Residents of St. Apollinaire, Quebec, a small town near Quebec City, recently rejected an effort by the Muslim community of Quebec City to establish a cemetery in the town. It’s the latest example of small town tension between non-Muslims and Muslims. NCPR’s Brian Mann recently reported on protests and actions taken by far-right groups against the residents of Islamberg, a private Muslim community in the Catskills. 10 years ago, the council in the village of Herouxville in central Quebec passed a “code of conduct” aimed at Muslim residents. However, no Muslims lived in Herouxville.
The cemetery in St. Apollinaire was proposed by the Centre Culturel Islamique in Quebec City. That’s the same mosque where six men were shot and killed by a non-Muslim back in January 2017. The mosque needed cemetery space and did not have a location in Quebec City.
Opposition to the plan was strong. The mosque received hateful and threatening letters. In St. Apollinaire, the opposition was bureaucratic. Quebec law forces land planning decisions to go to a citizen referendum if enough people complain, and that’s what happened in St. Apollinaire. However, only the people who live around the proposed site get to vote. That meant that in St. Apollinaire, the decision over the Muslim cemetery was in the hands of 49 people. 35 of them voted, 19 marked their ballot against the cemetery, and 16 voted in favor.
The leadership at the Quebec City mosque, and the mayors of Quebec City and St. Apollinaire have stated their dissatisfaction with the result. They have speculated that fear and disinformation influenced the outcome.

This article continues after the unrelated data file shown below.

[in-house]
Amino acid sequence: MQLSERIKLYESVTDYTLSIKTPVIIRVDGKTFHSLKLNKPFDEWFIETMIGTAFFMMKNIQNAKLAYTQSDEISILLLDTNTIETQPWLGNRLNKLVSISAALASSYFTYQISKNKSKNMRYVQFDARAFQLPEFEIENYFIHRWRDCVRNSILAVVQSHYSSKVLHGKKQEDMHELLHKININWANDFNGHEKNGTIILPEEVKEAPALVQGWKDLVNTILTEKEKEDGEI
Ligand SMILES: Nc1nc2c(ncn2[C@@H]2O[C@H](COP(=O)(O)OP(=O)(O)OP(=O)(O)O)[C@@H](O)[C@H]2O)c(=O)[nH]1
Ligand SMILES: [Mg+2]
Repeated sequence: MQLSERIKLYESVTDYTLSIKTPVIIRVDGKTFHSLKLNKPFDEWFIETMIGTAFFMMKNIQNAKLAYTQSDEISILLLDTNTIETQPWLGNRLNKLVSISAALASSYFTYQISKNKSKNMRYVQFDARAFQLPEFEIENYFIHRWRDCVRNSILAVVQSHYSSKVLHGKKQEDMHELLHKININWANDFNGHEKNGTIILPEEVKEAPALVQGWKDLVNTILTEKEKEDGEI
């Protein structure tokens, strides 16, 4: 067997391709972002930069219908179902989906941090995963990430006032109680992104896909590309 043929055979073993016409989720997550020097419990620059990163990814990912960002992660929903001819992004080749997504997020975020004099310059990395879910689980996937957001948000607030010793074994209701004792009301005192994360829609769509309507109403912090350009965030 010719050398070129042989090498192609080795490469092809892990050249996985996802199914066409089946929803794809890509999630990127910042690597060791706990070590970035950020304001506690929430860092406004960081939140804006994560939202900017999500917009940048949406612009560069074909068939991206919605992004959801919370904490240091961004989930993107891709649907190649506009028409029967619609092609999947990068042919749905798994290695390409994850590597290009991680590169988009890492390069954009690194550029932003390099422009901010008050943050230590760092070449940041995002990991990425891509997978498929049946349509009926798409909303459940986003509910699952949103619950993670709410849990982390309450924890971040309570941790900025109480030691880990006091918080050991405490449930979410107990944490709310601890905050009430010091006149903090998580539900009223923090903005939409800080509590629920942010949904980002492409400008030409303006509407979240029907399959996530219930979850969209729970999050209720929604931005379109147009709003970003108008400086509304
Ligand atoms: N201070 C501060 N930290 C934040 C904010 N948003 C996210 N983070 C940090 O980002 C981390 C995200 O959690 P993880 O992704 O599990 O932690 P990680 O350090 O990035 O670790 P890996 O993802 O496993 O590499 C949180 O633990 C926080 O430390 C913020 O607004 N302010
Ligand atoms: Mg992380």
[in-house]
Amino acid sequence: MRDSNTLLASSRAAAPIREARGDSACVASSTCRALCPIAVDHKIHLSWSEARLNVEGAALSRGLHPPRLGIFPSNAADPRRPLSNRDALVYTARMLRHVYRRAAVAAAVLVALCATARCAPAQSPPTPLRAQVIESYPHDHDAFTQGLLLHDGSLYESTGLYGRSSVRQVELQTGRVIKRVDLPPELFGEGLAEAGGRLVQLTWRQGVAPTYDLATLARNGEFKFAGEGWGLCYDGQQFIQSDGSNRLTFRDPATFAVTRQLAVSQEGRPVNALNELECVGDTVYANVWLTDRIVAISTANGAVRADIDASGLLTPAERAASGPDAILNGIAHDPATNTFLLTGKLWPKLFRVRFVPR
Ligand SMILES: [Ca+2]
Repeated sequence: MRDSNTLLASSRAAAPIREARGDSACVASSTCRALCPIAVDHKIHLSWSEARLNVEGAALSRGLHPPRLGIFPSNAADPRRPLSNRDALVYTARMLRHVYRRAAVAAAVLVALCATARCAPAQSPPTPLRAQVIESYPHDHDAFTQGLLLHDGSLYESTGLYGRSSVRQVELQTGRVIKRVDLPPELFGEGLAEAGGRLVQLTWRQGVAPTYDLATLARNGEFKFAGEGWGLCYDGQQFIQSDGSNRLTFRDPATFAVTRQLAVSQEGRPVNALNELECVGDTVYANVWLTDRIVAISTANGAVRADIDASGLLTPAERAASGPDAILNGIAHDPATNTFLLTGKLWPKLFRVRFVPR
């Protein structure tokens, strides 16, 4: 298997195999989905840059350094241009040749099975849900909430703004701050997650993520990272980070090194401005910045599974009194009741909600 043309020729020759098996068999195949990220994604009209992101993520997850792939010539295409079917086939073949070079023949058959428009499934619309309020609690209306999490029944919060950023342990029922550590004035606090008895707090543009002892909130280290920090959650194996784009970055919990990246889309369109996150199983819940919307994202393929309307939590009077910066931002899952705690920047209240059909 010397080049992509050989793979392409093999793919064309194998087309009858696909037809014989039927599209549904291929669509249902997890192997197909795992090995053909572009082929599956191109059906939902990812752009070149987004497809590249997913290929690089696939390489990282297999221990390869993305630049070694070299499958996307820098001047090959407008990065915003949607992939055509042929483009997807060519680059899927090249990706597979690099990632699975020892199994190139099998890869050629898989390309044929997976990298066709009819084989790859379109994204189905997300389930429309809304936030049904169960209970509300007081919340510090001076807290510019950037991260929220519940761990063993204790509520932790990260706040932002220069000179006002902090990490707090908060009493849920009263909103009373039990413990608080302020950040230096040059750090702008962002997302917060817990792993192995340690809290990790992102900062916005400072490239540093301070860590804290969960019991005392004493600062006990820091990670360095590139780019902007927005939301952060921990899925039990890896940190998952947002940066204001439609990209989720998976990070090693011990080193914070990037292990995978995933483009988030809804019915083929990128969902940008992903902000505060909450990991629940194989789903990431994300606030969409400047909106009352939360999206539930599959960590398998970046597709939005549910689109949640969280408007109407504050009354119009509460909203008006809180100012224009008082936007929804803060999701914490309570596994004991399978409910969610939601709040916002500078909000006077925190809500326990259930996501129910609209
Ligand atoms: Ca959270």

A St. Apollinaire resident told the Montreal Gazette that all new cemeteries should be non-denominational. Opinions such as that reflect the largely non-religious reality of contemporary Quebec society, and the drift towards secularism in the western world in general. The fairness of the vote should also be questioned. It was held on a Sunday in July when many people were likely away on summer vacation.
The reality though is that many religious organizations want to have—and do have their own cemeteries. There are cemeteries for members of specific Christian, Jewish, and Muslim communities. Roman Catholic cemeteries are especially common in Quebec due to the religious heritage of the province. There are large Jewish cemeteries in Montreal and Ottawa, and even a small one near Cornwall. These cemeteries are owned and maintained by religious organizations or not-for-profit companies. And yes, there are non-religious cemeteries too. These are usually operated by municipal authorities and private companies.
Ottawa has a Muslim cemetery. Located near Manotick on a country road, it has an unassuming entrance. A paved lane winds through a forest and ends at a large open area of landscaped lawn that serves as the burial ground. The not-for-profit charity that owns and operates the cemetery obtained the 13-acre site in 2005. “We did not have any difficulties or obstacles such as in Quebec regarding the establishment of our cemetery,” said Chairman Abu Nazir.
Religious freedom is a constitutional right in Canada and the U.S. The St. Apollinaire cemetery controversy and tensions in other communities are testing the limits of those freedoms.